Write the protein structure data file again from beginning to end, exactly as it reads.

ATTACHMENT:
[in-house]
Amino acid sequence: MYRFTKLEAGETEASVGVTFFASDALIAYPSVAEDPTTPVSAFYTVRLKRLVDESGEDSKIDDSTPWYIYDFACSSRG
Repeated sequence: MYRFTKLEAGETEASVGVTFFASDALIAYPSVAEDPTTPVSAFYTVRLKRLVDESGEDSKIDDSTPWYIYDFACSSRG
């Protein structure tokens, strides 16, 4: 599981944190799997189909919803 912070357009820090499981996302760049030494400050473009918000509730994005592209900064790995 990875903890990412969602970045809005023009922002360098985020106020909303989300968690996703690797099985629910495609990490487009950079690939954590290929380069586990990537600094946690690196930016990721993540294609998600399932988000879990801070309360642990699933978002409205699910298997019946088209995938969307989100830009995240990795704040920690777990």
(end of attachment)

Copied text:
[in-house]
Amino acid sequence: MYRFTKLEAGETEASVGVTFFASDALIAYPSVAEDPTTPVSAFYTVRLKRLVDESGEDSKIDDSTPWYIYDFACSSRG
Repeated sequence: MYRFTKLEAGETEASVGVTFFASDALIAYPSVAEDPTTPVSAFYTVRLKRLVDESGEDSKIDDSTPWYIYDFACSSRG
């Protein structure tokens, strides 16, 4: 599981944190799997189909919803 912070357009820090499981996302760049030494400050473009918000509730994005592209900064790995 990875903890990412969602970045809005023009922002360098985020106020909303989300968690996703690797099985629910495609990490487009950079690939954590290929380069586990990537600094946690690196930016990721993540294609998600399932988000879990801070309360642990699933978002409205699910298997019946088209995938969307989100830009995240990795704040920690777990």